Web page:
Wednesday, June 27, 2018

Grieving With Hope

Another shocking death rocked our community last Friday—a recent high school graduate. It seems like there have been an unusual number of fatal accidents and terminal diagnoses the last few months. They’ve affected both young and old. Death jolts us with finality; grief hangs over us like a cloud. 

No matter how old, we’re never ready for our loved ones to die. Even though we know it’s inevitable, death still surprises us. We wish we could have just one more day with them. We cry, we question, we rage, and, when we let ourselves, we work through the grieving process. Yet some people live with hope.

Our bodies are destined to die, but our souls live forever. For those who follow Christ in this life, there is the hope of eternity in heaven with Him. We still miss our loved ones, but we know it will only be a little while until we can see them, never to be parted again. 

Paul wrote this to the believers in Thessalonica:

“Brothers and sisters, we do not want you to be uninformed about those who sleep in death, so that you do not grieve like the rest of mankind, who have no hope. For we believe that Jesus died and rose again, and so we believe that God will bring with Jesus those who have fallen asleep in him. According to the Lord’s word, we tell you that we who are still alive, who are left until the coming of the Lord, will certainly not precede those who have fallen asleep. For the Lord himself will come down from heaven, with a loud command, with the voice of the archangel and with the trumpet call of God, and the dead in Christ will rise first. After that, we who are still alive and are left will be caught up together with them in the clouds to meet the Lord in the air. And so we will be with the Lord forever. Therefore encourage one another with these words” (1 Thess. 4:13-18).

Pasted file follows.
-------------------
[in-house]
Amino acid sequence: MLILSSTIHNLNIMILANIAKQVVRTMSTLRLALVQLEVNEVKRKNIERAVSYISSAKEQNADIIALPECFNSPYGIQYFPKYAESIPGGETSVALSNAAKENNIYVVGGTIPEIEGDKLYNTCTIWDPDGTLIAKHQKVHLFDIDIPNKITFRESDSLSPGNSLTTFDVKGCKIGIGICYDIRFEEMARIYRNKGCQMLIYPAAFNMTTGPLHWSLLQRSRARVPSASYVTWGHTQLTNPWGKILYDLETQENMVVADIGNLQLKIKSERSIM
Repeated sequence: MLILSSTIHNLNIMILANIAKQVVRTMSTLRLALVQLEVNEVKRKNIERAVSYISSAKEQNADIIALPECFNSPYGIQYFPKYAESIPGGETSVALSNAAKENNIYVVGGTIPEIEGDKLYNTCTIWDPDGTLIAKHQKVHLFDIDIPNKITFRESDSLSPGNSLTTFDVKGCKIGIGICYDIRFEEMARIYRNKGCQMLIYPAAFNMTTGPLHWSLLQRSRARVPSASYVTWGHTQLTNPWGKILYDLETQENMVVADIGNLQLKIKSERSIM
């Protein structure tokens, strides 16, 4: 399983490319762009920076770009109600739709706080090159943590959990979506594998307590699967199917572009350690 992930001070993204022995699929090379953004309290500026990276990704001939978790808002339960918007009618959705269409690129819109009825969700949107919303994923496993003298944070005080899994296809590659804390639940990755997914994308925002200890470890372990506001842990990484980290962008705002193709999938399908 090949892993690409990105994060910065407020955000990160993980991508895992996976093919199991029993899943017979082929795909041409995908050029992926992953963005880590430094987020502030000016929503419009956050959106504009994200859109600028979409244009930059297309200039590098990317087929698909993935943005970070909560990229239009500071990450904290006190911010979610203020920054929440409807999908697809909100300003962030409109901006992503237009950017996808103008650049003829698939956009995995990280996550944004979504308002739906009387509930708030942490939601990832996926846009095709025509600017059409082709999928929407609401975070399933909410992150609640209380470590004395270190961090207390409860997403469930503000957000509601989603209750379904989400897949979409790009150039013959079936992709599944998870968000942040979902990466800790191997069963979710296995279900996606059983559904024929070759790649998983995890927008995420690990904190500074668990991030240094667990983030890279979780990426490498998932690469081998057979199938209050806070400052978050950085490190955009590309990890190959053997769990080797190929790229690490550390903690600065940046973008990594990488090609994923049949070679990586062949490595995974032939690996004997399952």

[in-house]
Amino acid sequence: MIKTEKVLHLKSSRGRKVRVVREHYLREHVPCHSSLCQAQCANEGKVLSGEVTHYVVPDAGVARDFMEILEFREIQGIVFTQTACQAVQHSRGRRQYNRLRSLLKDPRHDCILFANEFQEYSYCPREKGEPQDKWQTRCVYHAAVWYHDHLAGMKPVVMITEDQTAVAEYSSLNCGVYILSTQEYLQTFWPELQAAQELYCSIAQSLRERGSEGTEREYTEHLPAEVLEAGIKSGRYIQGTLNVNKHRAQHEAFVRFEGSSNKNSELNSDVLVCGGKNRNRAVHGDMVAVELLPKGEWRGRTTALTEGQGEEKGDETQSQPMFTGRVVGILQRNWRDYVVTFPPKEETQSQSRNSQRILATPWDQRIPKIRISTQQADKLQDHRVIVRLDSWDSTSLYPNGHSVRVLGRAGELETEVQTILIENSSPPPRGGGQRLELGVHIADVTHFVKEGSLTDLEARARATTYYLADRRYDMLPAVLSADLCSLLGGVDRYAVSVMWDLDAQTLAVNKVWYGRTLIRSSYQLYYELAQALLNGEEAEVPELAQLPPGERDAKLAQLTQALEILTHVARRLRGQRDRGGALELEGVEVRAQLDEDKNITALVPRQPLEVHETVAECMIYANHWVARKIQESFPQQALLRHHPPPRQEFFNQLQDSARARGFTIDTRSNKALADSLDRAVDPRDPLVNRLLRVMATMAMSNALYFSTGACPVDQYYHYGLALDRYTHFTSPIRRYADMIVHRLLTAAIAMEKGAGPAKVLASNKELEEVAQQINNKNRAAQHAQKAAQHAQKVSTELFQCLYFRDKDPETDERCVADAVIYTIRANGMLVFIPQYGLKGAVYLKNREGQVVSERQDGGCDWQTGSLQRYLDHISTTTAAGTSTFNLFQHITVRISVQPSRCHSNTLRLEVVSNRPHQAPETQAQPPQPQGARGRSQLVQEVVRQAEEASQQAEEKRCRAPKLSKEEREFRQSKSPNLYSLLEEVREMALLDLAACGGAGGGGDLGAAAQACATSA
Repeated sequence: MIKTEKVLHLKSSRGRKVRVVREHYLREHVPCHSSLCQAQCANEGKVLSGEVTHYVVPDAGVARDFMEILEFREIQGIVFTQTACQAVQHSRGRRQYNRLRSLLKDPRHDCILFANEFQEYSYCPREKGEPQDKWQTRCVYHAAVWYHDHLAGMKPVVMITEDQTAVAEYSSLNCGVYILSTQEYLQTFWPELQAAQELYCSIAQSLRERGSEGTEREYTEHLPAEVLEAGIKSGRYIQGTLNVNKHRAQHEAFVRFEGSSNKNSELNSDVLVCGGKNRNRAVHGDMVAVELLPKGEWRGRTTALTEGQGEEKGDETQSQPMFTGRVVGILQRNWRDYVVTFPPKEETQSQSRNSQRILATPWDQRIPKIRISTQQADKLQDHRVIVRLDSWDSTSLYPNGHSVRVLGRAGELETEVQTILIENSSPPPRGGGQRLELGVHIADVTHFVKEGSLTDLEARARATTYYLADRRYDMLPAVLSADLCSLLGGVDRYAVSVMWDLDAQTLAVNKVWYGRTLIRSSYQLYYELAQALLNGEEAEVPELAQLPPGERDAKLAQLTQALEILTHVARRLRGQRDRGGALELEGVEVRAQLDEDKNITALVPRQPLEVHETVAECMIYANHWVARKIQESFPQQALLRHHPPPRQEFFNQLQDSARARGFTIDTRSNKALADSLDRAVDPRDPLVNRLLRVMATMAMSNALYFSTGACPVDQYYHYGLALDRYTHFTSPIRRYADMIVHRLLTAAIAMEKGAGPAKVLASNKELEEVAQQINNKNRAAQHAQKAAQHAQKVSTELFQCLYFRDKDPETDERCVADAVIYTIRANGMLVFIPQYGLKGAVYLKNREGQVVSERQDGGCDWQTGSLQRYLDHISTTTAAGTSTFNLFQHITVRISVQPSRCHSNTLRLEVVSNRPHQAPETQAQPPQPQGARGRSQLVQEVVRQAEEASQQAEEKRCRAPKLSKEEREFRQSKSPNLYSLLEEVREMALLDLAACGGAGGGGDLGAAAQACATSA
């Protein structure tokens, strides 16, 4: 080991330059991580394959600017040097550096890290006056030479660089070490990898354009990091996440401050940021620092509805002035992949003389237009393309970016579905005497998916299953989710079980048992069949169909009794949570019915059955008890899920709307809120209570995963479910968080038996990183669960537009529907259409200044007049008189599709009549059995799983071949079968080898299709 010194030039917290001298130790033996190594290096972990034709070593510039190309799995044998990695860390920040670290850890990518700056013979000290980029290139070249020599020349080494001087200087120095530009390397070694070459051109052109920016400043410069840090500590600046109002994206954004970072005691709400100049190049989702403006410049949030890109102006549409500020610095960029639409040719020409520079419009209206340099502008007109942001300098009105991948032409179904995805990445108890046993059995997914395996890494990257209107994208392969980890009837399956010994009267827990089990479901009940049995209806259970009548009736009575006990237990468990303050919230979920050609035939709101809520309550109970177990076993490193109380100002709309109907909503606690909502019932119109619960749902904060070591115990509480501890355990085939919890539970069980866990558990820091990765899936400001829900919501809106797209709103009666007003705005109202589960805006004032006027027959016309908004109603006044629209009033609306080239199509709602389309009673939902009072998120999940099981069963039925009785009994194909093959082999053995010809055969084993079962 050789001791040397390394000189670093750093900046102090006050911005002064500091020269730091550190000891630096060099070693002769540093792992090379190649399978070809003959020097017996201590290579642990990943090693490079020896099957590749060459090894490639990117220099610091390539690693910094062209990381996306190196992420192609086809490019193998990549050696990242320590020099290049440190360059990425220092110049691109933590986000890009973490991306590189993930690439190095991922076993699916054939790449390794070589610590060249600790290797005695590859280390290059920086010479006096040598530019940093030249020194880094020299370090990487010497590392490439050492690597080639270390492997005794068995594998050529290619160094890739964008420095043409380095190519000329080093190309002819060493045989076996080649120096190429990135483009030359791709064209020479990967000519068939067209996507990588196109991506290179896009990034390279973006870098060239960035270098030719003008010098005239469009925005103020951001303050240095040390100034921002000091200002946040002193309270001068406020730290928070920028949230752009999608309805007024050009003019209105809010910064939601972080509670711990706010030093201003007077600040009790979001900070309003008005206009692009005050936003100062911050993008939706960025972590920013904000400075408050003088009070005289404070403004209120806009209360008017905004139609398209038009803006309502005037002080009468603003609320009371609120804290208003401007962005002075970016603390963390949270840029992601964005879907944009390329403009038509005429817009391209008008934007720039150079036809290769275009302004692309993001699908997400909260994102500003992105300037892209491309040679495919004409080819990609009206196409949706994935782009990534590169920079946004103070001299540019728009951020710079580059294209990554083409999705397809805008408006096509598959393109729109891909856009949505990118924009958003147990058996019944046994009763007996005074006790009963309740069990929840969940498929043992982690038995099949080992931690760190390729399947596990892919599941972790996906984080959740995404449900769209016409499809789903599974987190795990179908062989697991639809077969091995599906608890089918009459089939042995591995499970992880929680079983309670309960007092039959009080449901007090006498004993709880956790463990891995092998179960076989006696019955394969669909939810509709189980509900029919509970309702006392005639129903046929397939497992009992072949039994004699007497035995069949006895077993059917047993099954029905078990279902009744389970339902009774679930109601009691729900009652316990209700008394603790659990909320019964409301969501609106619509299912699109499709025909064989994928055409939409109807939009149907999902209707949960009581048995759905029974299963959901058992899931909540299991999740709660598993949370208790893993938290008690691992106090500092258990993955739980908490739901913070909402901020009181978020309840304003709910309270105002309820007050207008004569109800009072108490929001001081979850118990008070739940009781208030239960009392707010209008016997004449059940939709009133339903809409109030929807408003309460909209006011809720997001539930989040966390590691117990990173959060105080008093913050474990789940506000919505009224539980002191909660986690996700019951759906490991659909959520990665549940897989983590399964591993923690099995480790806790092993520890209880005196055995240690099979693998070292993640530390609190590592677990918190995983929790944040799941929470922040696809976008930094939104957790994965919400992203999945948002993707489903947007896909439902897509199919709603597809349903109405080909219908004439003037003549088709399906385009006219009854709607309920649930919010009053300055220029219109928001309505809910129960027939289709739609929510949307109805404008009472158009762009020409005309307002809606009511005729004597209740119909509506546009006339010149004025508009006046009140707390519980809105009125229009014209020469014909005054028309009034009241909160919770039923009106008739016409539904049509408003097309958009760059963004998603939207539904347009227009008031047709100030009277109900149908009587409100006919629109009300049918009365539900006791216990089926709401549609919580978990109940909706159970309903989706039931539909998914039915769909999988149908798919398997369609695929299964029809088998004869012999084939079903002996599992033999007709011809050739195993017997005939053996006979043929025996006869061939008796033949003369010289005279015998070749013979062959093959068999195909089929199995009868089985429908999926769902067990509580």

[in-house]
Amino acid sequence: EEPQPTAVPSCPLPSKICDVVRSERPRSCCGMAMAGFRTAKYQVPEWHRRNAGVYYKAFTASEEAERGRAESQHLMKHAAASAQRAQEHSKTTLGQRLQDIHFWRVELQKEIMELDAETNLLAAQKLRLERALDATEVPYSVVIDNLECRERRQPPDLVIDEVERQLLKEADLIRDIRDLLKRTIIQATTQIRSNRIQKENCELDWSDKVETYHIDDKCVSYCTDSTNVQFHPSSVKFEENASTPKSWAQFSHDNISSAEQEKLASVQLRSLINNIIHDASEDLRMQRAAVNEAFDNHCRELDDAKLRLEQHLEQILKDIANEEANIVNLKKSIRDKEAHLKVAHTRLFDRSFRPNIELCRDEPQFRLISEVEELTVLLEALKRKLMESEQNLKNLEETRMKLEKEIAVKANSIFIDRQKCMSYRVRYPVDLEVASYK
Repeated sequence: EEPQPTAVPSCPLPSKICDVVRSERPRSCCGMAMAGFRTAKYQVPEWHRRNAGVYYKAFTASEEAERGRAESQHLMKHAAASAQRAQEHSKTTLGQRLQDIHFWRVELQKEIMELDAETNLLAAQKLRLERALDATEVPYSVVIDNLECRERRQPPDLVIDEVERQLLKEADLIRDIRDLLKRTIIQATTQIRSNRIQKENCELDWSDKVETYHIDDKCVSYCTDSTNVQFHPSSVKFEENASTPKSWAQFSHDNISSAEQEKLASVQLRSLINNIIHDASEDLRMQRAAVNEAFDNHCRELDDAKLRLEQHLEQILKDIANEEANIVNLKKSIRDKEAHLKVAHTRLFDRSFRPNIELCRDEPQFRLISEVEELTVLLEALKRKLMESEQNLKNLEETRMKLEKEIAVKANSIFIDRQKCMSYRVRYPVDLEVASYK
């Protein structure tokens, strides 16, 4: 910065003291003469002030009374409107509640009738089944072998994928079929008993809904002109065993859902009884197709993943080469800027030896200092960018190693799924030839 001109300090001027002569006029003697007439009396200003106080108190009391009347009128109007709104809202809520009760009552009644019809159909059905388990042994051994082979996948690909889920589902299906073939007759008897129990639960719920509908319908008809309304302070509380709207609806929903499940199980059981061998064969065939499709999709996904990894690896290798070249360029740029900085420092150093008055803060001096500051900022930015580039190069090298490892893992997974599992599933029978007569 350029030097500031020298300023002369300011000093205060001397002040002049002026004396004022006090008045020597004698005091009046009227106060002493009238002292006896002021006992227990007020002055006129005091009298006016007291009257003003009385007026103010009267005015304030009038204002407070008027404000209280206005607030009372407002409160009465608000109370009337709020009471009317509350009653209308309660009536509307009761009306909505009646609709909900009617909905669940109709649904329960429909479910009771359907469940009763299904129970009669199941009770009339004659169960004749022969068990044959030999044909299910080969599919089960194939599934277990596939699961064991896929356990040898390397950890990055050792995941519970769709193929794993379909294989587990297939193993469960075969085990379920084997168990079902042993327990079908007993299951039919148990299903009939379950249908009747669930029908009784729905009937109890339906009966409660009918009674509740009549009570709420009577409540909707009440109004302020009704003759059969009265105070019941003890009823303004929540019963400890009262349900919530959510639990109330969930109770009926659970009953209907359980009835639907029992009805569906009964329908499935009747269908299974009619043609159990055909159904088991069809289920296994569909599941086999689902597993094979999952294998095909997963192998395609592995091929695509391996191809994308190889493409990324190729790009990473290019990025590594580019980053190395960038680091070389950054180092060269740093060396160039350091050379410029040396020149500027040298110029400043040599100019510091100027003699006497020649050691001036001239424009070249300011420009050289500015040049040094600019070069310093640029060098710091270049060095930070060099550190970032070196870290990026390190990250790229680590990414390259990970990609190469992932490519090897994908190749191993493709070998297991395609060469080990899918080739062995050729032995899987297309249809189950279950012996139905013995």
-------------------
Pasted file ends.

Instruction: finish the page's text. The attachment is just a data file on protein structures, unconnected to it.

What does all this mean? Here’s a bite by bite:

Death is not a permanent state. For the Christian, it’s a passageway to eternity with God. That’s why when a believer dies, no matter how sudden or tragic or young, other believers are confident they will see them again. 

Christians base their hope on the fact of Jesus’ resurrection from the dead. We are looking forward to the Rapture—when Jesus comes back to earth to gather His children and take us home. 

When He comes, He’s going to bring everyone who died as Christians with Him. What a reunion that will be!